So, when I did my 25 mile ride last week, keep in mind I did it mostly at 50% of the normal low setting, which I think means a cap of 75 watts?

Now that I own one, I’ll be trying out a wide variety of stuff because this is a very fun new toy.
Like I mentioned before, 1000 Miles from new I'm still learning from this bike. Many ways of using the assist ie. Backwind no assist. It goes from mild help to stick it in max and jump up the hill. One thing we don't often mention though? This is a seriously comfortable bike, that can be ridden almost like a normal road bike should the battery die on you. Long range rides are not impossible on one charge. At present my other riding bike is a Trek Domane, under my snooker table is a Basso and Storck. They will be staying there for a loooong time, that's how highly I rate the Gain. Have fun.
 

ZJarvis

New Member

First ride on my own personal Gain (the D40), and while I certainly wouldn’t complain about having the lighter carbon frame, this is a perfectly acceptable compromise since I didn’t want to spend a ton of money on a bike right now, but I really needed to get back to riding.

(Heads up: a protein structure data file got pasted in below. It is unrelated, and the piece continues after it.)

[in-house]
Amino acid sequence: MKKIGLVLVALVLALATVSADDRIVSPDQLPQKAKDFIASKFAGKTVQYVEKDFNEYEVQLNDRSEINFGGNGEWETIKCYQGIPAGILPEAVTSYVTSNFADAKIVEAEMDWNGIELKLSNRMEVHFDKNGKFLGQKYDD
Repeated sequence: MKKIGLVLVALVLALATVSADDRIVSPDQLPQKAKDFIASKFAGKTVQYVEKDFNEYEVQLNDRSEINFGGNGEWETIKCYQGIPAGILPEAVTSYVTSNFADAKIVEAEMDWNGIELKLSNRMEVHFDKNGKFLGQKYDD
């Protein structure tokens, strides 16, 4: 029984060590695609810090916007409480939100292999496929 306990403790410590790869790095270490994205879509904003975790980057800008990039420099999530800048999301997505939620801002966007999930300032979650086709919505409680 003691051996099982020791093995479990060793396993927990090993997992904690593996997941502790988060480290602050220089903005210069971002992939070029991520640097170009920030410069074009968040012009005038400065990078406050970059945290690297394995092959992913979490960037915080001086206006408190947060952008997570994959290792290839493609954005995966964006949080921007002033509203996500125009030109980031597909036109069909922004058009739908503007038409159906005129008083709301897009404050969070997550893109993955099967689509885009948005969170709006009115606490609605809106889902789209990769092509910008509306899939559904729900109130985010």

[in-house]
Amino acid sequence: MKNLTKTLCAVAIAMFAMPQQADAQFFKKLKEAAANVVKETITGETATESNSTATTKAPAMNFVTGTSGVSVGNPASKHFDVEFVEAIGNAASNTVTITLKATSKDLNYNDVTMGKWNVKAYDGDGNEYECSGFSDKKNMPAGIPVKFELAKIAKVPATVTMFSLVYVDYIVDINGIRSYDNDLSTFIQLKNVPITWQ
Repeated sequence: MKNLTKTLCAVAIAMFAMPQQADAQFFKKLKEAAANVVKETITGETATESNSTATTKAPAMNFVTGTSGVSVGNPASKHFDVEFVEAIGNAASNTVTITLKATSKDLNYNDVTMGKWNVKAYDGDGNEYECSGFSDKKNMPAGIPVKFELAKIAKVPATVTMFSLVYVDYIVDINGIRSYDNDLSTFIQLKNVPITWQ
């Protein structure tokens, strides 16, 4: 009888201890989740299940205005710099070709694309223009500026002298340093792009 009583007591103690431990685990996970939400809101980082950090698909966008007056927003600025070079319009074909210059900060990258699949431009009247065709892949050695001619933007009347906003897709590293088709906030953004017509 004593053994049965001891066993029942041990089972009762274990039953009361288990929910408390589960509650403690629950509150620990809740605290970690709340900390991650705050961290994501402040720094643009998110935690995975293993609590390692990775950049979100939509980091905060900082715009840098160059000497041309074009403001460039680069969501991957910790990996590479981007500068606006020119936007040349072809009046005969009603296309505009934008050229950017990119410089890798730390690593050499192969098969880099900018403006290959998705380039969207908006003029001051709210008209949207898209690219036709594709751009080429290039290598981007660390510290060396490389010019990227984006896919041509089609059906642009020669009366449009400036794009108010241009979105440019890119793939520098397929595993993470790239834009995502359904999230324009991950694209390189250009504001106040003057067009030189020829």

After my experience with the rental bike, I turned up the engine map a little bit. Unfortunately, for no reason I can quite figure out, the Ebikemotion app didn’t record the ride, so I don’t have any kind of readout on what was going on with the motor. Definitely used more juice, though! At the end of my 25 mile ride, I was down to 48% of the battery.

That, however, was from doing basically the entire ride in assist mode 2 (yellow). It was trivially easy to cruise along just under the max-speed (and, honestly, faster if I wanted, just with increasingly less help).

It was the difference between easily doing the ride at the pace I’ve been riding the last couple years, when I’ve been largely off the bike, and easily riding as fast as I’d be in a group.


40048

(Same picture is attached to the Strava ride, but I figured I’d put it here too, because NEW BIKE).

It was an incredibly fun ride, and I‘m pretty sure that as I get more fit I should be able to get basically the same performance out of assist level 1 (green).